The length of the meeting depends on the amount of talking points and activities you have planned, but you should aim at around 2-3 hours, give or take. This provides ample time to flesh out ideas, without testing people’s patience and concentration.
Let’s take a look at an ideal kickoff process:
- Introductions. A natural place to start. If you’re collaborating with people from other product teams, explain some of their past relevant projects. Most importantly, focus on project roles, not just job titles.
- Review initial project roadmap. A good ice-breaker is to review all the previously distributed documentation and discuss what works and what doesn’t. If there are any questions or concerns, now is the time to address them. This will also set the seeds for defining a more concrete project roadmap later in collaborative tools like Asana, Trello, Confluence or Aha!.
- Discuss goals. Have a list of questions ready beforehand, but you should also open up discussion topics to the floor for new insights. To set a tone of honesty, open with a tough question about the product’s purpose.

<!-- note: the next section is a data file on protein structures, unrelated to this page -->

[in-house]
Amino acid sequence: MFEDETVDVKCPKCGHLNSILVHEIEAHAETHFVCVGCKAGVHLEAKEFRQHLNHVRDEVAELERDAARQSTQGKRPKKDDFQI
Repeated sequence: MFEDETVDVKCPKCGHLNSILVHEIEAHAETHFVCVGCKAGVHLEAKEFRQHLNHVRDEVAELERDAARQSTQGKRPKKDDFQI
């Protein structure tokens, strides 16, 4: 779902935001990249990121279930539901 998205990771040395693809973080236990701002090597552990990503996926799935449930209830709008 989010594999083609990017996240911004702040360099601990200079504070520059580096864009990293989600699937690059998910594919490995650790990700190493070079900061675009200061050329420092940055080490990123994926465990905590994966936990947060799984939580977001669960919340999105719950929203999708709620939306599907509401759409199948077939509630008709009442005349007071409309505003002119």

- Conduct ideation exercises. They can range from ways to help people concentrate to artistic tasks to explore concepts.
- Assess risks. With the more meatier topics already out of the way, it’s time to move on to the project’s threats and how to minimise them. If anyone at the table has any fears or concerns, they should mention them for creative problem-solving. This is a perfect example of why collaboration is important — diverse mindsets and expertise directs attention to problems that may surface in more dangerous times later.